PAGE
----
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This programme forms part of activities to build the capacity of CSOs in health to include antibiotic use and antibiotic resistance themes in their health promotion activities. This training was organised by the African Women International (AWI), a member of the GCNH in Fijai in the Western Region.

The training which took place at the GNAT Hall, Fijai saw thirty-three participants from various community associations and representatives arrived, including special guest Nana Aba Essoun II, Queen Mother of Diabene.  

 

Mr George Hedidor, a Pharmacist and Coordinator to the ReAct CSOs project Ghana, introduced the program and began the training by having all attendees stand and introduce themselves to the group. Following this, he ran an activity (pre-test) to start the participants thinking about antibiotics, identify their level of understanding, and raise their interest in the topic.

The first session focused on helping the group understand what microbes are, and the difference between bacteria, viruses and fungi. The participants seemed engaged and asked questions. 

There was a 10-minute stretch and rest break where everyone participated in a ‘Heads, shoulders, knees and toes’ song to wake up and refresh.

During the second session, Mr Hedidor spoke in detail about antibiotics, what they are, incorrect ways of identifying them, what illnesses they can be used to treat and what they should not. He also spoke about regulated supply of antibiotics and how people should be encouraged to only buy antibiotics from registered sellers, such as pharmacies. Participants were then asked to join in a group activity by speaking in small groups about the use and abuse of antibiotics. At the end of the activity participants were invited to present their discussions and their views. 

Following this break, Mr George Hedidor answered a few questions about the safe use of antibiotics and handed the discussion over to Mr Brian Asare to talk about antibiotic resistance.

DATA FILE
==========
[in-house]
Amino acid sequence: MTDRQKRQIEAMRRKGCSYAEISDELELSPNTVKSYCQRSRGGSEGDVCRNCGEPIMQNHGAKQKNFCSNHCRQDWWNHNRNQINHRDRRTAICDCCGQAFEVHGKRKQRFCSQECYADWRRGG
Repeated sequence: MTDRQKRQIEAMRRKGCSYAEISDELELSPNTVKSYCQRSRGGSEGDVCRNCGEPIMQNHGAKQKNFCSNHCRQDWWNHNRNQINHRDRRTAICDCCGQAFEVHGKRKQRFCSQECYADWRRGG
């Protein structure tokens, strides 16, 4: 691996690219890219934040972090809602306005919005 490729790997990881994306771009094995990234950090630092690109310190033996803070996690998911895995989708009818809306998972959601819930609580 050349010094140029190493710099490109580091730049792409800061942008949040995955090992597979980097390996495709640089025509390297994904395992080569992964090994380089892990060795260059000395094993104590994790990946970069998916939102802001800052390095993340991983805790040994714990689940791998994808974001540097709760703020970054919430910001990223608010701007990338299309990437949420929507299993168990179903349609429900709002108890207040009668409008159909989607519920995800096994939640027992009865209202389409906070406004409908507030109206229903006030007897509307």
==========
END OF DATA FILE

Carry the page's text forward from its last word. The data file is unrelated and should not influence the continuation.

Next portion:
Mr Brian Asare led the discussion about antibiotic resistance, how it occurs, how easily it can spread, and explained to the group the dangers of antibiotic resistance. This discussion led into an explanation on the rational use of antibiotics and misconceptions about antibiotic use.

At 1.50pm Mr George Hedidor initiated the final quiz and took questions and comments from participants. The program finished at approximately 2.05pm.

The program was evaluated as Mr Hedidor recorded what they have learnt.

Mrs Patience Hinson, of African Women International thanked the facilitators and explained the importance of this session as Training o f Trainers (TOT). That they should share this knowledge with anyone they meet, and documents their activities.  

Participants raised questions such as: 

  • What is the difference between a virus and bacteria?
  • What causes the resistance, is it the human being or the bacteria?
  • What are good bacteria?
  • Why don’t we put capsules in open wounds?
  • Why can’t you use antibiotics to treat the flu or a cold?
  • Will the bacteria change into a virus when there is resistance?
  • If you use hand sanitiser to clean your hands, how to do you clean the rest of the body?
  • Why should you complete the course of antibiotics and not share it with others?
  • Is everything in a capsule an antibiotic?
  • Can you use colours to identify different tablets and capsules?
  • Can you mix antibiotics with herbal medicine to treat gonorrhoea?
  • Whether or not it is good to use antiseptic?
  • What is the difference between disinfectant and antiseptic?
  • Whether if you bought medicines from a pharmacy and they are not stored well will that contribute to resistance improper storage
  • Will antibiotic residue impact antibiotic resistance
  • Abuse of antibiotics results in candida?

 

These concerns among many others were thoroughly discussed and appropriate answers provided for participants.

Participants called for increase in education on the use of medicines and especially antibiotics. Some were also of the view that, the one-day training was not enough and needed some more time. Facilitators responded by proposing to organisers if they can organise more training sessions. Technical assistance will be provided at their request.

 

By: 

George Hedidor

ReACT-CSOs Project Coordinator

NDIRC

CSO resources

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